What is Dry Cleaning?

What is Dry Cleaning?

Drycleaning is very similar to regular home laundering, but a liquid solvent is used to clean your clothes instead of water and detergent. The solvent contains little or no water, hence the term “dry cleaning”.

Drycleaners use very large and technically advanced computer-controlled dry cleaning machines. Your clothes do get wet, but the liquid solvent used evaporates much more quickly than water.  Since solvent is used instead of water, it is not drained and disposed of as a washing machine does with soiled water. The solvent is re-circulated through filters throughout the entire cleaning cycle to remove impurities loosened during the cleaning process. Then the solvent is distilled to be crystal clear and totally purifed before it is used again.

Drycleaning has two distinct advantages over cleaning with water or “wet” cleaning: Water swells the fibres. It is this swelling action which causes shrinkage and dye fading in many garments.  Drycleaning solvents are much more superior to water in the removal of oily or greasy residues which are the base component of many stains.

After your clothes have been properly cleaned, your cleaner “finishes” (presses) your garments using specialized finishing equipment.

Finishing processes used vary, depending on the garments being processed, but generally involve steaming and pressing.

Steaming is effective for relaxing wrinkles, enhancing pressing, and also serves to enhance cleaning by removing any remaining water-soluble materials and killing bacteria.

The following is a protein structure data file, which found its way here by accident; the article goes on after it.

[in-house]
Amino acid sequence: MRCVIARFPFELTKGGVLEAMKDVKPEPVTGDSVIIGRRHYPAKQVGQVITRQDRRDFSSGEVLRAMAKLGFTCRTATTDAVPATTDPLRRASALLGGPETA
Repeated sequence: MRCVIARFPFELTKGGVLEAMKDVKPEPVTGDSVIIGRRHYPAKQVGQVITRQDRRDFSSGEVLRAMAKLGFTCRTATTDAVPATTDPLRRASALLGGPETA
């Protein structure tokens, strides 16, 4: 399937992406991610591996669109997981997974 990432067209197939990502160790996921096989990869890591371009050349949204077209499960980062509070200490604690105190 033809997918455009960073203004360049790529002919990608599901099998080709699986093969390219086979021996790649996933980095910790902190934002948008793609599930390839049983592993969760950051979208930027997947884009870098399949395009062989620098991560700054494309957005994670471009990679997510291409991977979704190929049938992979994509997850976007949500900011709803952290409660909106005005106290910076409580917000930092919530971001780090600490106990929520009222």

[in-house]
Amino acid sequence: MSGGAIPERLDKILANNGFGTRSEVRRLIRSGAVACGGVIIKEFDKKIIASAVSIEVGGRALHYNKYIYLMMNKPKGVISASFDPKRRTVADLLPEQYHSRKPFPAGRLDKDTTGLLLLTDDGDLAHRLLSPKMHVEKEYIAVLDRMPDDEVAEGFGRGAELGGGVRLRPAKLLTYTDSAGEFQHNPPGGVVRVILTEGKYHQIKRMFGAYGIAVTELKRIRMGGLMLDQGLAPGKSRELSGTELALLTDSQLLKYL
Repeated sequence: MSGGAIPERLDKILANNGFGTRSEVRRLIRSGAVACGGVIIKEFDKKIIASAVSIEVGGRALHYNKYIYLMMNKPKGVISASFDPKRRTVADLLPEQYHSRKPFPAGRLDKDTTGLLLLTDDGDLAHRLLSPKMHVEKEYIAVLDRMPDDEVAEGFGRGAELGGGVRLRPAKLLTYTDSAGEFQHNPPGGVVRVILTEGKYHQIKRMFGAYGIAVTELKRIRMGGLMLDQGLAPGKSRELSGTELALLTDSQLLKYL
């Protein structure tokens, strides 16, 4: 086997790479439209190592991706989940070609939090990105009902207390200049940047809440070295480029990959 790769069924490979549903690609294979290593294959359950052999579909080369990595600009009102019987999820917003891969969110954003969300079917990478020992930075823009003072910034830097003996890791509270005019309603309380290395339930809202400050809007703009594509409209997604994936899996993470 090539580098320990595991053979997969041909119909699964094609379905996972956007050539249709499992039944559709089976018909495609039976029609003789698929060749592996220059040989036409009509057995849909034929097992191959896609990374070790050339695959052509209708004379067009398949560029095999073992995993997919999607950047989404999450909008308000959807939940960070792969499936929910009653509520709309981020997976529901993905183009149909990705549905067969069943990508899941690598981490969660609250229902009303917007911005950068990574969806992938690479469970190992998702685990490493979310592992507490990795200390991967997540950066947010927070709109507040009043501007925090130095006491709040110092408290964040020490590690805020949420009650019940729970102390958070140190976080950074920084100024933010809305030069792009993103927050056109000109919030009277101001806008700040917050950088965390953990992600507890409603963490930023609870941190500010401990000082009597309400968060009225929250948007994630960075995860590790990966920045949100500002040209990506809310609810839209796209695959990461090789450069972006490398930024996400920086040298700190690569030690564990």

Pressing is the final step and produces crisp, smooth results difficult to duplicate at home with a hand iron. This requires considerable skill and training and allows for a final inspection of the garment.  After your garments have been pressed, they are inspected one last time and packaged to await your arrival.

Factors Determining the Cleaning Method

Four major factors determine whether a garment is cleaned in water or solvent:

  1. The types of soil present
  2. The fibre composition and garment construction
  3. The dye present in the fabric
  4. The nature of the various trims, linings, or other findings that may be used in the garment.

Many factors determine whether a dry cleaning or a wet cleaning process is compatible with a particular garment or textile article. Your professional cleaner, therefore, must use his or her professional judgment to determine which process will best restore the garment to a like “new” condition.


Source: https://www.drycleanersweb.com.au/what-drycleaning